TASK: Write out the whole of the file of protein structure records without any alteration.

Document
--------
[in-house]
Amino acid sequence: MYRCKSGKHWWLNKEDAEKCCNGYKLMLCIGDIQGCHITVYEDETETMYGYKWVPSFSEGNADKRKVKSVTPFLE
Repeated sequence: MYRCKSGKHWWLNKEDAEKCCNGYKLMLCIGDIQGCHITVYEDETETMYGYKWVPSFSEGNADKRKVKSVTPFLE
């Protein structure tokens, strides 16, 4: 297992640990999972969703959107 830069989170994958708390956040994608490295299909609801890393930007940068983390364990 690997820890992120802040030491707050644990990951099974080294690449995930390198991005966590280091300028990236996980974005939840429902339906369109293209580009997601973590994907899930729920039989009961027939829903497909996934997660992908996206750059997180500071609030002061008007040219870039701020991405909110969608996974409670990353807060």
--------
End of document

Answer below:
[in-house]
Amino acid sequence: MYRCKSGKHWWLNKEDAEKCCNGYKLMLCIGDIQGCHITVYEDETETMYGYKWVPSFSEGNADKRKVKSVTPFLE
Repeated sequence: MYRCKSGKHWWLNKEDAEKCCNGYKLMLCIGDIQGCHITVYEDETETMYGYKWVPSFSEGNADKRKVKSVTPFLE
């Protein structure tokens, strides 16, 4: 297992640990999972969703959107 830069989170994958708390956040994608490295299909609801890393930007940068983390364990 690997820890992120802040030491707050644990990951099974080294690449995930390198991005966590280091300028990236996980974005939840429902339906369109293209580009997601973590994907899930729920039989009961027939829903497909996934997660992908996206750059997180500071609030002061008007040219870039701020991405909110969608996974409670990353807060």